In California, suffering bicycle injuries without helmets does not mean cyclists have no legal recourse when seeking compensation.

If you have sustained injuries in a vehicle accident while not wearing a helmet, don’t make the mistake of assuming the other driver’s insurance won’t cover your injuries. When it comes to such accidents, California law treats bicycle injuries without helmets no differently than it does injuries sustained while wearing helmets. Whatever happened, you can seek compensation.

But how is that possible, considering insurance companies will use any excuse not to pay out? If you have questions about your bicycle injury claim, contact Los Angeles Bicycle Law today.

California Law Does Not Require Adults to Wear Bicycle Helmets

We recommend you do wear a helmet when you drive your bicycle, just in case. But you don’t have to. There’s no California law requiring you to wear a bicycle helmet if you’re 18 or older. That’s the biggest reason why sustaining bicycle injuries without helmets can’t keep you from seeking compensation.

Some people may claim otherwise by citing California Vehicle Code 21212, but don’t fall for it. That’s for people under 18 only. If they cite the 2015 bill introducing mandatory helmets for all bike riders, SB-192, shut down that argument too. Lawmakers scaled SB-192 back before it went into effect. It doesn’t cover adults.

At one point there were some municipalities that required all bicyclists to wear helmets, specifically Chico and El Cerrito in northern California, but state law has since trumped local law.

Bicycle Injuries Without Helmets and Comparative Negligence

Comparative negligence is a rule of law used in California to determine how much each driver contributed to a vehicle accident. In some states, getting assigned partial blame means you can’t seek compensation from the other driver’s insurance company. California is not one of those states. Therefore, sustaining bike injuries without helmets doesn’t leave you high and dry when it comes to injury compensation.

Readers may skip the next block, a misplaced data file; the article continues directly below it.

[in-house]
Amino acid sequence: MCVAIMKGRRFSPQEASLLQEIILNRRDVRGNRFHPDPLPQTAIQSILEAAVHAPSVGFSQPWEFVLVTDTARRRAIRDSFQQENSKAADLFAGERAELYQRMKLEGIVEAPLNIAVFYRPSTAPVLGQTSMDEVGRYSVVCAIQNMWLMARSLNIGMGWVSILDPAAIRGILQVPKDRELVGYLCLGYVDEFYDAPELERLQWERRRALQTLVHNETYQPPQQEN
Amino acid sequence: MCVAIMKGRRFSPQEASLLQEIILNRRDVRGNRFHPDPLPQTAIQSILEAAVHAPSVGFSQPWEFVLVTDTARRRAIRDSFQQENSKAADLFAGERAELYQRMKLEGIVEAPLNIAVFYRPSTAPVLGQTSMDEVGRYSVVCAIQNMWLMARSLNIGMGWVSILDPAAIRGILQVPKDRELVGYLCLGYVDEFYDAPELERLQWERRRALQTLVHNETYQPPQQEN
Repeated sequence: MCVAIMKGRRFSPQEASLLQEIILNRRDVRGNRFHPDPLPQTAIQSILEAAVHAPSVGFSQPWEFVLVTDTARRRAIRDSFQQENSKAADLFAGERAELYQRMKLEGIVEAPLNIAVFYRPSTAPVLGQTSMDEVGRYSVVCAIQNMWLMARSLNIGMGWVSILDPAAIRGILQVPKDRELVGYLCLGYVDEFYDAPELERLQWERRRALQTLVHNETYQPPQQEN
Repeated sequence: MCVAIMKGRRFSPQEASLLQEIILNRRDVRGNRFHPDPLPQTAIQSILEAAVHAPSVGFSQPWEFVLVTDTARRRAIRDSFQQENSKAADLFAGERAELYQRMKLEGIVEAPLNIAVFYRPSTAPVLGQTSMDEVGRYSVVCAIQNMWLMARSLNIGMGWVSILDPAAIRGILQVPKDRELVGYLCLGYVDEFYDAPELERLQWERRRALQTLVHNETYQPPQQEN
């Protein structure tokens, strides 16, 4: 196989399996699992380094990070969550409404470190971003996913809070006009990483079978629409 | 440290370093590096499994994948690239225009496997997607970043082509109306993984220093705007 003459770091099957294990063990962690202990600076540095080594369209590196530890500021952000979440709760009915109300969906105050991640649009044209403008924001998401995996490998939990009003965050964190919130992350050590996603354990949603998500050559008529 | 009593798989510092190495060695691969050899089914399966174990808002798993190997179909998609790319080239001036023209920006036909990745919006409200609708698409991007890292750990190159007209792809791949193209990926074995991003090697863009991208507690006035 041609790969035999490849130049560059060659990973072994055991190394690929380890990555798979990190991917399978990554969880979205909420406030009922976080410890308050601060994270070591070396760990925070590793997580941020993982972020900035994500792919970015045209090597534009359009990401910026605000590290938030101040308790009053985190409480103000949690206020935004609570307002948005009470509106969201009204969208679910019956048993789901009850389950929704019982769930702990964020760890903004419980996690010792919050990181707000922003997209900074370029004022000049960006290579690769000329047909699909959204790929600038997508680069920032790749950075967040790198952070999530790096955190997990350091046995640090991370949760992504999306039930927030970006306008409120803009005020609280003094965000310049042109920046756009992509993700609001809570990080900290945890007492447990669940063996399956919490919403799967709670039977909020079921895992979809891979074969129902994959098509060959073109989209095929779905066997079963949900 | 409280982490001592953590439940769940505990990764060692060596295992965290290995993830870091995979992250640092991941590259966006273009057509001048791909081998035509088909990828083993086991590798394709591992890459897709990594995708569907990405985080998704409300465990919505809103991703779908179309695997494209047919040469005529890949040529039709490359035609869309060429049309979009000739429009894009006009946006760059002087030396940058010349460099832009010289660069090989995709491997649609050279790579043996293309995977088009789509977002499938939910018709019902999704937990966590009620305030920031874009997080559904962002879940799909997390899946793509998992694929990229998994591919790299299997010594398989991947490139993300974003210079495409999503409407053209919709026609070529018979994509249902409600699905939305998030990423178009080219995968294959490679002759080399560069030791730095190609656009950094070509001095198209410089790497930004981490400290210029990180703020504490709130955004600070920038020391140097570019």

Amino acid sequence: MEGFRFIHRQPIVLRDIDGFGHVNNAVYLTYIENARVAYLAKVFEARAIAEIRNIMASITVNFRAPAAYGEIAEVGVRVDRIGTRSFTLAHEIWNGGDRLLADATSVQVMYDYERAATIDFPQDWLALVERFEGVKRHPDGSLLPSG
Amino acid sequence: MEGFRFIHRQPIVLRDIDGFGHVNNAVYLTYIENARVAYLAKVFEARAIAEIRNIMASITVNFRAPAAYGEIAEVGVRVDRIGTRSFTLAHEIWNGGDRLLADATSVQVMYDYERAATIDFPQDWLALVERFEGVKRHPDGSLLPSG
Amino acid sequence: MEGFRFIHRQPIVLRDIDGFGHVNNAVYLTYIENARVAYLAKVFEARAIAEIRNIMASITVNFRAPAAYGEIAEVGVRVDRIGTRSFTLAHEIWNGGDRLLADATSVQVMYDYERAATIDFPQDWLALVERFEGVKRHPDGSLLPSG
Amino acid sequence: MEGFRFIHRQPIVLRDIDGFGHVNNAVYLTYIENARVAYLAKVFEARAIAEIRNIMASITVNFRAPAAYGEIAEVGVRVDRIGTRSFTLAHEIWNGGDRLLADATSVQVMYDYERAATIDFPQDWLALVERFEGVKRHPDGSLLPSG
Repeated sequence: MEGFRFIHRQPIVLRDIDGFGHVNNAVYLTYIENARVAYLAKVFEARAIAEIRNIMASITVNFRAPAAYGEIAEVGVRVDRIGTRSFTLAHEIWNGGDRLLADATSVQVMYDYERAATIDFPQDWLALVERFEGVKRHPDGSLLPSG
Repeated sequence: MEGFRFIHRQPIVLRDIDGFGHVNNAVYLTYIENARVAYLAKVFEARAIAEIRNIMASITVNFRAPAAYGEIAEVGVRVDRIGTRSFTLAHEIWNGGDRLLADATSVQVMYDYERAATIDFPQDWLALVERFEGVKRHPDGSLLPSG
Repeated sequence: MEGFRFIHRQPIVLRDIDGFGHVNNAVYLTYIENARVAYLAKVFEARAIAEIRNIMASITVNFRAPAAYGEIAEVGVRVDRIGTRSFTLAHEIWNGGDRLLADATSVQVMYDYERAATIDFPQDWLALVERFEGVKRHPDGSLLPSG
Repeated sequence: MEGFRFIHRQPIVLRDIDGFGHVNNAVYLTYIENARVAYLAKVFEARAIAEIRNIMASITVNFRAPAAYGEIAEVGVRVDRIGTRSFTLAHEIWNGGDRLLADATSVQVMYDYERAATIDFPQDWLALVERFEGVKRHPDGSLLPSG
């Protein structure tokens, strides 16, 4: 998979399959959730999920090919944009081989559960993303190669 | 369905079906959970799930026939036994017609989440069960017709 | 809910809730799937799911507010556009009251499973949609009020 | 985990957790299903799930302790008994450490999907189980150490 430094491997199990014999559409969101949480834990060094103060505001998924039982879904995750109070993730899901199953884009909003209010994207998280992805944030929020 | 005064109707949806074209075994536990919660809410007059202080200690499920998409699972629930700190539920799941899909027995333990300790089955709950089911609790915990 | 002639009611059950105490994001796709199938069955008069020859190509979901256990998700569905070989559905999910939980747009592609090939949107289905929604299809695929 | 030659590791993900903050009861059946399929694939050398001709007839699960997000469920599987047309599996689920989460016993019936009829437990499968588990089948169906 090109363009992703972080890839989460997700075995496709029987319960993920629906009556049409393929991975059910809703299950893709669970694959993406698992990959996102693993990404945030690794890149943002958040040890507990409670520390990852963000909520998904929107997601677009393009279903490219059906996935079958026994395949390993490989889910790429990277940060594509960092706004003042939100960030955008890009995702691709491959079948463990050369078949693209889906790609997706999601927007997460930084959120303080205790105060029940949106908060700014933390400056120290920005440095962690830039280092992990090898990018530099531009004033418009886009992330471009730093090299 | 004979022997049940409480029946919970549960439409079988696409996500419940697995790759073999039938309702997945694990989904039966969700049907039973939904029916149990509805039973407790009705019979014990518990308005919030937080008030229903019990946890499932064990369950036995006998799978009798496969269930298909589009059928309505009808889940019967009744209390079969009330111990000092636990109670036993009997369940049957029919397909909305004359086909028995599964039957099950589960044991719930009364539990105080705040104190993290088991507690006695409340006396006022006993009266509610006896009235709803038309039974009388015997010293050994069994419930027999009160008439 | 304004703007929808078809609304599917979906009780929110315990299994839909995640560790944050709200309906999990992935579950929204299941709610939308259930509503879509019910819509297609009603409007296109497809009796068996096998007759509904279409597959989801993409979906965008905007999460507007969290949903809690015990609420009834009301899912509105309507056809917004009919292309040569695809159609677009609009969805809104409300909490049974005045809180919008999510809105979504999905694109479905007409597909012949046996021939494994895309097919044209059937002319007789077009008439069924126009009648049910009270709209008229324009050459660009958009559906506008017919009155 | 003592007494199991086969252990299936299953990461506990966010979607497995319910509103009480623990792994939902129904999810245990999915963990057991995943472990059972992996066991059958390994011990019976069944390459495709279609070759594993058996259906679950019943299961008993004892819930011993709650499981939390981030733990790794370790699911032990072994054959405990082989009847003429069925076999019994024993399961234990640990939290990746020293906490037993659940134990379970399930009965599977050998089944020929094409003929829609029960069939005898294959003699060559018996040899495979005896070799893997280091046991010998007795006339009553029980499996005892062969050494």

From a strict legalistic standpoint, whether you were wearing a helmet doesn’t apply to comparative negligence (for reasons we’ll discuss in more detail later). That said, attempting to file an insurance claim without help if you weren’t wearing a helmet probably won’t get you enough compensation to pay your medical bills. Legal or not, whether you were wearing a helmet does matter to insurance companies.

The best way to fight them? Hire a good bicycle injury lawyer.

How Insurers Will Try to Avoid Paying You

If you weren’t wearing a helmet at the time of the accident, the insurer will claim your own negligence contributed to the injury. Some online advice will also tell you that. It may even be true — but helmet laws do not apply here.

And let’s get real. Your bicycle helmet is really meant to protect you if you bump into something at very low speed or fall and hit the ground. How well will it protect you if you’re hit by a two-ton car at even just 20 miles per hour? It may help a little, but you may still be hurt.

Here are ways we can fight an insurance company’s attempt to reduce compensation for damages.

  • Inequitable results. It makes no sense to lower a compensation offer for non-head injuries because you weren’t wearing your helmet. But it’s a common tactic.
  • Circumstances. When and where did the accident happen? You might not have been wearing a helmet because you didn’t expect to need it. Maybe you were just going around the corner for a loaf of bread.
  • What caused the accident? Did the other driver hit you while you were driving in the bike lane? Did you dart out in front of them unexpectedly? Would a helmet even have made a difference? If not, we can move to exclude arguments based on helmet use.
  • Legislative intent. The state demands numerous things of a bicycle and its driver, including functional brakes, but helmets are optional. Compare this to a car, where the state requires seatbelts and their use. Do you, as a bicyclist, have a duty to wear a helmet? The state legislature doesn’t think so.

Contact a Los Angeles Bicycle Accident Attorney

Michael Stephenson specializes in Los Angeles bicycle law. If you have questions about a bike accident in Los Angeles County or elsewhere in southern California, call us for a free consultation. We may be able to help you get the compensation you need.